Airbus testing plane with flapping wingtips

Airbus has developed a small-scale aircraft with flapping wing tips -- a concept drawn from the flight of the albatross.

LEIDEN, Netherlands — Since the dawn of aviation, birds have been an inspiration for visionaries of flight. And now, engineers are once again looking to feathered friends to inspire the next generation of aircraft wings.

European manufacturer Airbus has developed a small-scale aircraft with flapping wing tips — a concept drawn from the flight of the albatross.

Airbus’ newest addition the “AlbatrossOne”, a model based on the A321, is constructed from carbon-fiber and glass-fiber-reinforced polymers and has “semi-aeroelastic” hinged wing-tips. The freely flapping wingtips react and flex to wind gusts, reducing drag and combating the effects of turbulence.

The aircraft was inspired by the albatross, a sea bird able to stay in the air for hours in windy weather with little wing exertion. “The concept of hinged wingtips is not new,” Airbus engineer Tom Wilson said in a statement. “Military jets employ them to allow greater storage capacity on aircraft carriers. However, AlbatrossOne is the first aircraft to trial in-flight, freely flapping wing tips—which account for up to a third of the length of the wing,” he added.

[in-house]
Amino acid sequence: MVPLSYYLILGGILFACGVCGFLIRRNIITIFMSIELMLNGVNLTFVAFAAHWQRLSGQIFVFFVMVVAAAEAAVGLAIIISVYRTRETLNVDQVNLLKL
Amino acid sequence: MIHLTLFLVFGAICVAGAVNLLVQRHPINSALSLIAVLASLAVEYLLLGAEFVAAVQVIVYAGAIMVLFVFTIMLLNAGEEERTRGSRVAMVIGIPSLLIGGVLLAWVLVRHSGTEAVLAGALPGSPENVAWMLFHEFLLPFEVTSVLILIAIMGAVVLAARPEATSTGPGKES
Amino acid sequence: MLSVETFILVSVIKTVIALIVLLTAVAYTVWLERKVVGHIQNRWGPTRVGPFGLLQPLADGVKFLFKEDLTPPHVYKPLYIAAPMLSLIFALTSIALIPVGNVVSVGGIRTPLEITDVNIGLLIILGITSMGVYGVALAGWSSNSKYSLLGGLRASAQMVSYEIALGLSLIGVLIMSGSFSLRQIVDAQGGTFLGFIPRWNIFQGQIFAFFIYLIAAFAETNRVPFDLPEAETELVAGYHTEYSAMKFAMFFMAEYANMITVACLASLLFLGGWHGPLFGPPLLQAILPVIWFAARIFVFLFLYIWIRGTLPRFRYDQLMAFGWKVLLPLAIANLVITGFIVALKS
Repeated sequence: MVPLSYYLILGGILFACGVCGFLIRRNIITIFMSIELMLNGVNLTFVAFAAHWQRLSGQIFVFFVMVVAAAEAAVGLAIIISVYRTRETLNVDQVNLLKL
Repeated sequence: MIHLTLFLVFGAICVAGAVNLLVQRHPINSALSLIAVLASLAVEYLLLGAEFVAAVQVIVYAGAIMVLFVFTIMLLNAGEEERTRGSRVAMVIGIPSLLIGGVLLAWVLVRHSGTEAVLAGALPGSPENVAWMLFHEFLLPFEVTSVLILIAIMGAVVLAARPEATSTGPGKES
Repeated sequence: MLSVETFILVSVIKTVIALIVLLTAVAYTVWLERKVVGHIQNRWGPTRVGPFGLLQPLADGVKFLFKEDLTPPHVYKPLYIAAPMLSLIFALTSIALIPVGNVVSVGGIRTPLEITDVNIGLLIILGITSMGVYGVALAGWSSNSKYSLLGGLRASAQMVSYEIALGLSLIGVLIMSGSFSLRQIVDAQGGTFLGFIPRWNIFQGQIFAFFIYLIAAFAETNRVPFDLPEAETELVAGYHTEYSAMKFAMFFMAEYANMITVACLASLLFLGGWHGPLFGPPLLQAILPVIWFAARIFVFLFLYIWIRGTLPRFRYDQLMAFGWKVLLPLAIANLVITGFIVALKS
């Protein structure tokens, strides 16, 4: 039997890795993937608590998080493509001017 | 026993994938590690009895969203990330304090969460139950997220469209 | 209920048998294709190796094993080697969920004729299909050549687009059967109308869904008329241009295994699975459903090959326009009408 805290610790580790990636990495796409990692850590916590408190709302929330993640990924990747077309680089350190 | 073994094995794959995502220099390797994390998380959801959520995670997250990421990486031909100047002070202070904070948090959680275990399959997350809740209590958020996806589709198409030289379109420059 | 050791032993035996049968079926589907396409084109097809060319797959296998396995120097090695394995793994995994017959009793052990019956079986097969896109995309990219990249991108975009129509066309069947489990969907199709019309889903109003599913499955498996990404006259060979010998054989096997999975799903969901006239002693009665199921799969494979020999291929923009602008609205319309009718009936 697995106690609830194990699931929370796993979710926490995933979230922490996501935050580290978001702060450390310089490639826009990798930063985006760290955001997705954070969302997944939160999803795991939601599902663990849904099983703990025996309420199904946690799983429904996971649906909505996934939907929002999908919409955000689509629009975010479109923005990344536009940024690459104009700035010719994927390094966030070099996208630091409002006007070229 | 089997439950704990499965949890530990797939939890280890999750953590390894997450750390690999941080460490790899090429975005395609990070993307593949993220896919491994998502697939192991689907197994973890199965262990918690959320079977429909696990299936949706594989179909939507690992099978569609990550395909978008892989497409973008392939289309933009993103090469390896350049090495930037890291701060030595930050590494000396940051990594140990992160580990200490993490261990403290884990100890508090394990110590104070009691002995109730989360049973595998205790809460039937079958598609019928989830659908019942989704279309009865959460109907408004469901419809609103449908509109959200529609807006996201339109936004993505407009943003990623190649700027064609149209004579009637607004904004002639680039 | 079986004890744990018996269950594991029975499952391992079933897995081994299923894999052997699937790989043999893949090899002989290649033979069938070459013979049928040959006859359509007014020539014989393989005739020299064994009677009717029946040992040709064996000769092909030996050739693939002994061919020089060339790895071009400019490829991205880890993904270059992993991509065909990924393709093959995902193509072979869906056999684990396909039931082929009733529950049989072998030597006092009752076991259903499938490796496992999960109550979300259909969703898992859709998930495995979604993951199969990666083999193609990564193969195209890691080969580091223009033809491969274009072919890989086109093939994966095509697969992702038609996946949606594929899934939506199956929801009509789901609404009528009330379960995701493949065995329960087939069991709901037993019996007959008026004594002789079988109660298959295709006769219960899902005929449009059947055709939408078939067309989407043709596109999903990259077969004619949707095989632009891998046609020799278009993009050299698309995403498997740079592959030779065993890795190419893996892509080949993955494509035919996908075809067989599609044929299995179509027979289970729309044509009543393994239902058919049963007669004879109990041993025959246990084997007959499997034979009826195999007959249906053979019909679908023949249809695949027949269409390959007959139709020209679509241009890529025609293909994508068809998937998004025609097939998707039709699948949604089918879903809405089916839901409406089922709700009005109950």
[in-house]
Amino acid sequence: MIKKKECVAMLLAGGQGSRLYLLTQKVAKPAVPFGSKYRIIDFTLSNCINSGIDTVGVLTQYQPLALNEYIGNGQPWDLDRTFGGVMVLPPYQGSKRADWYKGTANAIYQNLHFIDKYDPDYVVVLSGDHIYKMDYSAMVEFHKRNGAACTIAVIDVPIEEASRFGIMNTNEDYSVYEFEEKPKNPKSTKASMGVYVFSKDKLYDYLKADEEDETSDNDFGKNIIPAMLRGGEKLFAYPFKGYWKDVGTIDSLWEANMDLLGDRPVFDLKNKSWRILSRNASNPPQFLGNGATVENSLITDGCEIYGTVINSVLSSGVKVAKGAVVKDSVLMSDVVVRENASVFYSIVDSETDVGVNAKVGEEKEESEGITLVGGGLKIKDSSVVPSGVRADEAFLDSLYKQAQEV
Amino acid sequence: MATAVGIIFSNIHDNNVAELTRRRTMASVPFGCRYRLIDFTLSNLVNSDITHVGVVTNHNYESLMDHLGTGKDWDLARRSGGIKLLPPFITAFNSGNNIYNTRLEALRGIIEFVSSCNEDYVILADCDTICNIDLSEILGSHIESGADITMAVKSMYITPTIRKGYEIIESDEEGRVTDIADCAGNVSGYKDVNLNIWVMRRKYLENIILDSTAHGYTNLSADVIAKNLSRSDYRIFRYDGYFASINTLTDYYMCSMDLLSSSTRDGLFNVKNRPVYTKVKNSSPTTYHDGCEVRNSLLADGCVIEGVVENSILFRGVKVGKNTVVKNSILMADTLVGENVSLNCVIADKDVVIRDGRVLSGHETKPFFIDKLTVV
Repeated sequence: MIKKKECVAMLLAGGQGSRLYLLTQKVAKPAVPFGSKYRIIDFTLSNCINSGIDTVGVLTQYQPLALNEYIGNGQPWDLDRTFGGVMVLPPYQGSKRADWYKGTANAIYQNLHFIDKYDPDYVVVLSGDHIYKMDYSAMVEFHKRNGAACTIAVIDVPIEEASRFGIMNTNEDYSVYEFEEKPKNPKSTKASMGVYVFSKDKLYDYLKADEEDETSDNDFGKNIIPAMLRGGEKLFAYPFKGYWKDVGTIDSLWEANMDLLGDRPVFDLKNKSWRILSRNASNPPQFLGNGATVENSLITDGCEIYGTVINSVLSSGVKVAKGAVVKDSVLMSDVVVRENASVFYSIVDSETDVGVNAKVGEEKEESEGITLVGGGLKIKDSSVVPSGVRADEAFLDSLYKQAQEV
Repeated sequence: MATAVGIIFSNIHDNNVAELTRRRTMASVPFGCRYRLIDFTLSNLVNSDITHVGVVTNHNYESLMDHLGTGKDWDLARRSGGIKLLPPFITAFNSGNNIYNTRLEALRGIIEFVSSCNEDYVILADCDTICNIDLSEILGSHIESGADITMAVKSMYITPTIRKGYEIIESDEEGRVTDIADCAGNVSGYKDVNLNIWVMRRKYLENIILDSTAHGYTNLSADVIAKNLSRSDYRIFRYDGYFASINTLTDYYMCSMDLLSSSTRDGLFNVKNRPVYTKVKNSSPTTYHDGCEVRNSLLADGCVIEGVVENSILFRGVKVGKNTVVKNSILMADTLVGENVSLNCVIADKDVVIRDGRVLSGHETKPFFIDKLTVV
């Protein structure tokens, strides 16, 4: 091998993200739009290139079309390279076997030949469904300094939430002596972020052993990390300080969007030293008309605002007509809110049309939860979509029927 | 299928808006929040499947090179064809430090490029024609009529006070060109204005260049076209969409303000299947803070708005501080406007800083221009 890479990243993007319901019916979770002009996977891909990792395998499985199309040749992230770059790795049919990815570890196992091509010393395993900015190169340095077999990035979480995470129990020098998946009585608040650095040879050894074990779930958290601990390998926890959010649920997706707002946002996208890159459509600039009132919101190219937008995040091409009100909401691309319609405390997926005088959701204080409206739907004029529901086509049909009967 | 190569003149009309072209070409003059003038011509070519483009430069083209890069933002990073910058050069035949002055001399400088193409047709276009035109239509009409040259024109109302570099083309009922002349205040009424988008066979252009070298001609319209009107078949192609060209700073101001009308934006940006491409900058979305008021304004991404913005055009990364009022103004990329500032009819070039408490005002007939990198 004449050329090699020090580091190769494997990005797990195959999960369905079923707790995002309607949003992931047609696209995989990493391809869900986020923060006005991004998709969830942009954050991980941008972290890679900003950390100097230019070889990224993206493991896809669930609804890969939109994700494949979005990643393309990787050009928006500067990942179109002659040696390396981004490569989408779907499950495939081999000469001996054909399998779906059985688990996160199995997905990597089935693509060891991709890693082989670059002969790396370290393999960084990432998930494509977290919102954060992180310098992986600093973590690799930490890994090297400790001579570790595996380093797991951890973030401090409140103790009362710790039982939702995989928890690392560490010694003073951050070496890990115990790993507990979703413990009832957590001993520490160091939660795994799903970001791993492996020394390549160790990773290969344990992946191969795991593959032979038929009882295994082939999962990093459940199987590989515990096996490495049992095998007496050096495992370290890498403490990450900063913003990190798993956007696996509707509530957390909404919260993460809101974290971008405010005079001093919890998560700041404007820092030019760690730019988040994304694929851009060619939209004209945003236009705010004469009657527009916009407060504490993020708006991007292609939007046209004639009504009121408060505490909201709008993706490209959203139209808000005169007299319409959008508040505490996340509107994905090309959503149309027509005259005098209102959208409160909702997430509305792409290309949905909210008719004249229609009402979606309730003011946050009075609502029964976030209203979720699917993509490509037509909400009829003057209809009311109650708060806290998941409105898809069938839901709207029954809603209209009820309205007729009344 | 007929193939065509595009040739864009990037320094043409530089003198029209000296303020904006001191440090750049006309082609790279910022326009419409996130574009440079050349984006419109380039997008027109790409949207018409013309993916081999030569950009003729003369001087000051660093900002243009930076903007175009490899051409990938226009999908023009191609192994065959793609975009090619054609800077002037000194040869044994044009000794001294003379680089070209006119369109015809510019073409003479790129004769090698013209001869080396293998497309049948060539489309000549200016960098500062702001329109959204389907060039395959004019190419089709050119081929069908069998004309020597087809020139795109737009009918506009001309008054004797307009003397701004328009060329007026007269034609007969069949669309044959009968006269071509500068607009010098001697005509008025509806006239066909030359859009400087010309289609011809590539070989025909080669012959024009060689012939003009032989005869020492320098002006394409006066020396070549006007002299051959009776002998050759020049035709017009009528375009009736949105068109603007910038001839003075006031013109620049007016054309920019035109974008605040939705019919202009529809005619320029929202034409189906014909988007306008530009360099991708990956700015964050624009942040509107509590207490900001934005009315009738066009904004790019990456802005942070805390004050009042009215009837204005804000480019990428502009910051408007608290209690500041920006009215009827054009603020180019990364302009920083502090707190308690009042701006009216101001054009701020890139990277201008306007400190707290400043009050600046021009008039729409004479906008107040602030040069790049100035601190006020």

For now, the “AlbatrossOne” is still being tested — after a 20-month development programme, the first flight tests were concluded in February, Airbus said. The airplane manufacturer will continue to conduct more test flights that combine the two flight modes, examining the transition as the wingtips unlock during flight.

The “AlbatrossOne” is the latest Airbus design to be inspired by birds. In July, Airbus unveiled the “Bird of Prey” — a concept aircraft inspired by the natural features of eagles, hawks and other aerial predators.

Airbus has also turned to other parts of the natural world to for aircraft design solutions. For the past two years, the manufacturer has been fitting certain jetliners with small “riblet” patches — textured surfaces applied to the fuselages and wings that mimic the effect of sharkskin in an attempt to reduce drag during high-speed cruise flight.

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